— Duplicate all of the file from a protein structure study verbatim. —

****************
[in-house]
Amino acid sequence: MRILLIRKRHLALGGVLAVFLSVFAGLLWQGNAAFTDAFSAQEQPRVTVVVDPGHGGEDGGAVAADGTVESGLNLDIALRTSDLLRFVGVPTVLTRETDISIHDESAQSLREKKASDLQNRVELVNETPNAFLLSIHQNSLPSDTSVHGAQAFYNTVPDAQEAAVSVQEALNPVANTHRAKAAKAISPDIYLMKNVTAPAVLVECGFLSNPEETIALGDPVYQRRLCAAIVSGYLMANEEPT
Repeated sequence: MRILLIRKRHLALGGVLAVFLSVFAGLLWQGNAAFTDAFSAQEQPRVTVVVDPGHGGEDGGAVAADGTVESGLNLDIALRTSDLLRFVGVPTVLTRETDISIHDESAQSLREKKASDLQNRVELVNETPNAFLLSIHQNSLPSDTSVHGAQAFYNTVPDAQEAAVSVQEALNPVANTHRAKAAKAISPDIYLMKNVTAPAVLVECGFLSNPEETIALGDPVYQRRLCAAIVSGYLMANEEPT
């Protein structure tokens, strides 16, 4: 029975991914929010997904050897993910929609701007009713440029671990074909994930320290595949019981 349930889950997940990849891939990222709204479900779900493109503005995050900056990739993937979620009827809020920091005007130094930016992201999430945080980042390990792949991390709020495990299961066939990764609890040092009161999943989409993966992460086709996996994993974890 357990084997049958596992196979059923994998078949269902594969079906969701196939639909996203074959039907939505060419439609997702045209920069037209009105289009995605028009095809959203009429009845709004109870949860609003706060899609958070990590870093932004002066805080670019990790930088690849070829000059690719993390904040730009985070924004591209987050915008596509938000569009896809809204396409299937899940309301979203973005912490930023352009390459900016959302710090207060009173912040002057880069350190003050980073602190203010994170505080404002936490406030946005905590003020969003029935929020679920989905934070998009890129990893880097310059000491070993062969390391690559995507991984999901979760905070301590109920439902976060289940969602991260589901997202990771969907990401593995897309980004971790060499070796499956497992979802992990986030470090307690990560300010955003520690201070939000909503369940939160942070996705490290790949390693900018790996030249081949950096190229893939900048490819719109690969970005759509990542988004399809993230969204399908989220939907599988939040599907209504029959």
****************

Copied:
[in-house]
Amino acid sequence: MRILLIRKRHLALGGVLAVFLSVFAGLLWQGNAAFTDAFSAQEQPRVTVVVDPGHGGEDGGAVAADGTVESGLNLDIALRTSDLLRFVGVPTVLTRETDISIHDESAQSLREKKASDLQNRVELVNETPNAFLLSIHQNSLPSDTSVHGAQAFYNTVPDAQEAAVSVQEALNPVANTHRAKAAKAISPDIYLMKNVTAPAVLVECGFLSNPEETIALGDPVYQRRLCAAIVSGYLMANEEPT
Repeated sequence: MRILLIRKRHLALGGVLAVFLSVFAGLLWQGNAAFTDAFSAQEQPRVTVVVDPGHGGEDGGAVAADGTVESGLNLDIALRTSDLLRFVGVPTVLTRETDISIHDESAQSLREKKASDLQNRVELVNETPNAFLLSIHQNSLPSDTSVHGAQAFYNTVPDAQEAAVSVQEALNPVANTHRAKAAKAISPDIYLMKNVTAPAVLVECGFLSNPEETIALGDPVYQRRLCAAIVSGYLMANEEPT
């Protein structure tokens, strides 16, 4: 029975991914929010997904050897993910929609701007009713440029671990074909994930320290595949019981 349930889950997940990849891939990222709204479900779900493109503005995050900056990739993937979620009827809020920091005007130094930016992201999430945080980042390990792949991390709020495990299961066939990764609890040092009161999943989409993966992460086709996996994993974890 357990084997049958596992196979059923994998078949269902594969079906969701196939639909996203074959039907939505060419439609997702045209920069037209009105289009995605028009095809959203009429009845709004109870949860609003706060899609958070990590870093932004002066805080670019990790930088690849070829000059690719993390904040730009985070924004591209987050915008596509938000569009896809809204396409299937899940309301979203973005912490930023352009390459900016959302710090207060009173912040002057880069350190003050980073602190203010994170505080404002936490406030946005905590003020969003029935929020679920989905934070998009890129990893880097310059000491070993062969390391690559995507991984999901979760905070301590109920439902976060289940969602991260589901997202990771969907990401593995897309980004971790060499070796499956497992979802992990986030470090307690990560300010955003520690201070939000909503369940939160942070996705490290790949390693900018790996030249081949950096190229893939900048490819719109690969970005759509990542988004399809993230969204399908989220939907599988939040599907209504029959």